Geographic and Seasonal Variations in Shower Bath Heat and Humidity: Relationship to Aggressive Behavior Among Nursing Home Residents With Dementia

2.50
Hdl Handle:
http://hdl.handle.net/10755/154665
Type:
Presentation
Title:
Geographic and Seasonal Variations in Shower Bath Heat and Humidity: Relationship to Aggressive Behavior Among Nursing Home Residents With Dementia
Abstract:
Geographic and Seasonal Variations in Shower Bath Heat and Humidity: Relationship to Aggressive Behavior Among Nursing Home Residents With Dementia
Conference Sponsor:Sigma Theta Tau International
Conference Year:2005
Author:Whall, Ann, RN, PhD, FAAN
P.I. Institution Name:University of Michigan
Title:professor
Co-Authors:Kathleen B. Colling, RN, PhD; Gwi-Ryung Son, PhD, RN; HyoJeong Kim, PhD; Cornelia Beck, RN, PhD, FAAN; Need-Driven Behavior Collaborative Research Group (Ndb-crg),
The Need-driven Dementia-compromised Behavior (NDB) Model posits that temperature and humidity, as proximal variables in the immediate environment, are dynamic situational factors that may account for the occurrence of aggressive behavior (AB) in nursing home residents with dementia (NHRD). The first purpose of the study was to examine geographic and seasonal variations in temperature/humidity during the shower bath for NHRD. The second purpose was to explore the relationship between temperature/humidity and AB during the shower bath for NHRD. The Tandy Indoor Temperature/Humidity Meter was used to measure temperature and humidity every ten minutes during 399 shower baths administered to 226 residents in 26 nursing homes in Michigan and Arkansas. Results showed that the mean bathroom temperature was 24.7¦C, with a range of 15 to 32¦C. Forty-four percent of the shower baths were between 20 and 24¦C, and 1.5% were less than 20¦C. Bathroom temperatures in Michigan nursing homes were, on average, 1.4¦C warmer than those in Arkansas. Mean humidity during the baths was 50%, with a range of 7 to 83%. Overall, 43% of baths were between 30-50% humidity and 44% were higher than 50% humidity. Fourteen percent of bath humidity was below 30% indicating extreme dryness of the shower environment. Bathroom humidity in Michigan was 6.7% less than in Arkansas. Seasonal differences (Spring, Summer and Fall) were found with higher temperatures in Michigan, and higher humidity (Spring, Fall, and Winter) for Arkansas. Mean bath temperature and humidity for residents with AB was lower, but was not statistically significant. Results suggest that for NHRD, consideration to geographic and seasonal changes in temperature/humidity should be made by caregivers during bathing. Variable temperature and humidity combined with age-related thermoregulator problems may contribute to behavioral issues in bathing.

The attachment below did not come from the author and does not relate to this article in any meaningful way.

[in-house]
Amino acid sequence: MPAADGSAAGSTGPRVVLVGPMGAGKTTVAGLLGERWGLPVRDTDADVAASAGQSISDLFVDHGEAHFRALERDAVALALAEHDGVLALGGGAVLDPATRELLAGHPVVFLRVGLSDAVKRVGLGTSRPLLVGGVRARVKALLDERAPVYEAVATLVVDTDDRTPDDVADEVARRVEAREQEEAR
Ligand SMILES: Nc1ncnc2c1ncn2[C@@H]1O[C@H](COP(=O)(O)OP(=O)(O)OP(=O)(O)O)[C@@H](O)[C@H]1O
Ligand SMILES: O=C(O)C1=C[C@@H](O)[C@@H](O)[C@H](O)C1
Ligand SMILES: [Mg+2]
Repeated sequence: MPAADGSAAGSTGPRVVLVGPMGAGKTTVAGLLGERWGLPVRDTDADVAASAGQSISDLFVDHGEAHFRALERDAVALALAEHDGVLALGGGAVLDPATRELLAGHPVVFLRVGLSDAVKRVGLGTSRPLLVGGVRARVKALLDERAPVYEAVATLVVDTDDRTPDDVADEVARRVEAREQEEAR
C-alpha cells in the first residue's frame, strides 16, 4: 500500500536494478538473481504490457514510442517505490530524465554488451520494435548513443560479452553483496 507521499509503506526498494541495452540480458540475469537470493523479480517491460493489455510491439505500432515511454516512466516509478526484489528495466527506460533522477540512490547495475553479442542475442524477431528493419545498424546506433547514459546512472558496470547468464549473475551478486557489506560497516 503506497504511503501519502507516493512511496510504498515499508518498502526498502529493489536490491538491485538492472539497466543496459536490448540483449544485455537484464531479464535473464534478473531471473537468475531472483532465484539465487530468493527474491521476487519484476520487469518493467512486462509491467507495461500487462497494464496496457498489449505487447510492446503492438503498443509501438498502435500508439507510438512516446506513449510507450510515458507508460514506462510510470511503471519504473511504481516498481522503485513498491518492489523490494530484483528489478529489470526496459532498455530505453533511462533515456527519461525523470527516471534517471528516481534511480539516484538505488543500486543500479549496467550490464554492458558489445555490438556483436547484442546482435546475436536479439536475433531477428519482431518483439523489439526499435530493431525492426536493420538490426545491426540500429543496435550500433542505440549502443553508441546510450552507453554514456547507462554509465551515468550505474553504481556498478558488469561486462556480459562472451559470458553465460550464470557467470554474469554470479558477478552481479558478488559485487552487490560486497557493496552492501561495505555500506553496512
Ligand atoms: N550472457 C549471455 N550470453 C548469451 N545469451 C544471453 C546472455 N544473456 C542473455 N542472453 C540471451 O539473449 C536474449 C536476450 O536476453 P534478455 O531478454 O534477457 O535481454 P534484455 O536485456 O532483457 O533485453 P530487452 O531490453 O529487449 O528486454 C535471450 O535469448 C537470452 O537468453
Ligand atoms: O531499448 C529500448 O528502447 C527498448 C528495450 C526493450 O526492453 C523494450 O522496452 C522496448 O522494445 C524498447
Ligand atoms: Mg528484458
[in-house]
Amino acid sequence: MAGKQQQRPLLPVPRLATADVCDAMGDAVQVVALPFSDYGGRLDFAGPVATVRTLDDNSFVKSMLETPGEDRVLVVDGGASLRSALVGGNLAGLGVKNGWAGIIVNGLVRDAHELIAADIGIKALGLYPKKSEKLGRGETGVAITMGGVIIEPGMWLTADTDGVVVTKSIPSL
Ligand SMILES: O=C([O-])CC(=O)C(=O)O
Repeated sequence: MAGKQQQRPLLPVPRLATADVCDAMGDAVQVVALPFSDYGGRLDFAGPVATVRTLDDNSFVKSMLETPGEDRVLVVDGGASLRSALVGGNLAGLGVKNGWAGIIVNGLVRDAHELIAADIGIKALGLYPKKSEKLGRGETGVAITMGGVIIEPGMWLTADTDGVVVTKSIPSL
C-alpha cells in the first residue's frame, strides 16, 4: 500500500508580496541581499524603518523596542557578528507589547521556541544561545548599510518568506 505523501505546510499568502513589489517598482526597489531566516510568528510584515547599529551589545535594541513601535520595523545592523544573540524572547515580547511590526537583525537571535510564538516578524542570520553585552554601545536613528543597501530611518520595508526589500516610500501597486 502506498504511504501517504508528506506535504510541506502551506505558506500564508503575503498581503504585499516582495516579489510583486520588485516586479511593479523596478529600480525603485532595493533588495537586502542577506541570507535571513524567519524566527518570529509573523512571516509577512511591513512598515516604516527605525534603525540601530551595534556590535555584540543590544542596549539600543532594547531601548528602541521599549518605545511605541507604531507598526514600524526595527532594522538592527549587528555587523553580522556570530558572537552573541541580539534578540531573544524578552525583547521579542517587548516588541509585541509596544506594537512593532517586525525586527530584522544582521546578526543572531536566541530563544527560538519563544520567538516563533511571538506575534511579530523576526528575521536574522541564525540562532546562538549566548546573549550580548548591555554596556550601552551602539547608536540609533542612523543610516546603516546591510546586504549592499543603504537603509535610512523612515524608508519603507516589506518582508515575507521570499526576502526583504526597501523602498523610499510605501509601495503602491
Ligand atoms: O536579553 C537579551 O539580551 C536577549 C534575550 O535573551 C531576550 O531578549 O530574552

Repository Posting Date:
26-Oct-2011
Date of Publication:
17-Oct-2011
Sponsors:
Sigma Theta Tau International

Full metadata record

DC FieldValue Language
dc.typePresentationen_GB
dc.titleGeographic and Seasonal Variations in Shower Bath Heat and Humidity: Relationship to Aggressive Behavior Among Nursing Home Residents With Dementiaen_GB
dc.identifier.urihttp://hdl.handle.net/10755/154665-